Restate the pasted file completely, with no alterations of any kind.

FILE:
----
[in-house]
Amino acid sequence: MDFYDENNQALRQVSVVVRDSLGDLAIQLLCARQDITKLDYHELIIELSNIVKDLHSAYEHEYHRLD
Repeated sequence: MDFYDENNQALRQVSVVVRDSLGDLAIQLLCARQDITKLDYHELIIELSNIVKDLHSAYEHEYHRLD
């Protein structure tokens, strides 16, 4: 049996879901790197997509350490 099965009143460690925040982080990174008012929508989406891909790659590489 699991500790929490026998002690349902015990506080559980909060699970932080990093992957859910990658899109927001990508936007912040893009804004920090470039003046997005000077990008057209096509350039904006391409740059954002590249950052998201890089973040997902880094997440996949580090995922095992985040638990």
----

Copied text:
[in-house]
Amino acid sequence: MDFYDENNQALRQVSVVVRDSLGDLAIQLLCARQDITKLDYHELIIELSNIVKDLHSAYEHEYHRLD
Repeated sequence: MDFYDENNQALRQVSVVVRDSLGDLAIQLLCARQDITKLDYHELIIELSNIVKDLHSAYEHEYHRLD
């Protein structure tokens, strides 16, 4: 049996879901790197997509350490 099965009143460690925040982080990174008012929508989406891909790659590489 699991500790929490026998002690349902015990506080559980909060699970932080990093992957859910990658899109927001990508936007912040893009804004920090470039003046997005000077990008057209096509350039904006391409740059954002590249950052998201890089973040997902880094997440996949580090995922095992985040638990």